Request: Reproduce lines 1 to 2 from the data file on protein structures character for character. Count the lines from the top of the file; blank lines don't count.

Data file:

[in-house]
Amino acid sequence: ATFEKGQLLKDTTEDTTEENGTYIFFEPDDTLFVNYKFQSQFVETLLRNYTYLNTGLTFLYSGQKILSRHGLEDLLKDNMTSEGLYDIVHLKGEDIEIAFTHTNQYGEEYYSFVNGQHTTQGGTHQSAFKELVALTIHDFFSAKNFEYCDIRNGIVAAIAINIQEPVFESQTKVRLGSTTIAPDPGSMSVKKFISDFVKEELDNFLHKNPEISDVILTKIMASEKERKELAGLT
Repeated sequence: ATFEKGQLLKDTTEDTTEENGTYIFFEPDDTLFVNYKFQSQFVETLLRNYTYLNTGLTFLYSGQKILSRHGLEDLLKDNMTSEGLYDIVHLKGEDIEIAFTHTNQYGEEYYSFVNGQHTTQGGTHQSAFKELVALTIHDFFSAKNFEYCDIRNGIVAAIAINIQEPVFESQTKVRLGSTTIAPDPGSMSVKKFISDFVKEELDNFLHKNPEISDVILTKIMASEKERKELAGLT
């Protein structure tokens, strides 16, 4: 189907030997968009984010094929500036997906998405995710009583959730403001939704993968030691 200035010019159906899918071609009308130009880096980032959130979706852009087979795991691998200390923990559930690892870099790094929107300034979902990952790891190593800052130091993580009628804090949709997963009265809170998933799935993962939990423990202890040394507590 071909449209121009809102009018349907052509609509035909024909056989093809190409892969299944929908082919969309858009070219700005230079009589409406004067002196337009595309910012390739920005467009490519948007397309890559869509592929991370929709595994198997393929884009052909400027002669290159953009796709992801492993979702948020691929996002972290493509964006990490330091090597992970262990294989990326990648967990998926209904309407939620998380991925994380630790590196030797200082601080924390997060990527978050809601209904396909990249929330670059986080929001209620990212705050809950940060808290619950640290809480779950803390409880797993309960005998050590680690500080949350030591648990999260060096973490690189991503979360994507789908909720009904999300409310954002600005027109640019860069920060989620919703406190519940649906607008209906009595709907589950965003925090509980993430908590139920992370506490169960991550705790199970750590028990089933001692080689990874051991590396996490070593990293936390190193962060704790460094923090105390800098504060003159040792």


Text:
[in-house]
Amino acid sequence: ATFEKGQLLKDTTEDTTEENGTYIFFEPDDTLFVNYKFQSQFVETLLRNYTYLNTGLTFLYSGQKILSRHGLEDLLKDNMTSEGLYDIVHLKGEDIEIAFTHTNQYGEEYYSFVNGQHTTQGGTHQSAFKELVALTIHDFFSAKNFEYCDIRNGIVAAIAINIQEPVFESQTKVRLGSTTIAPDPGSMSVKKFISDFVKEELDNFLHKNPEISDVILTKIMASEKERKELAGLT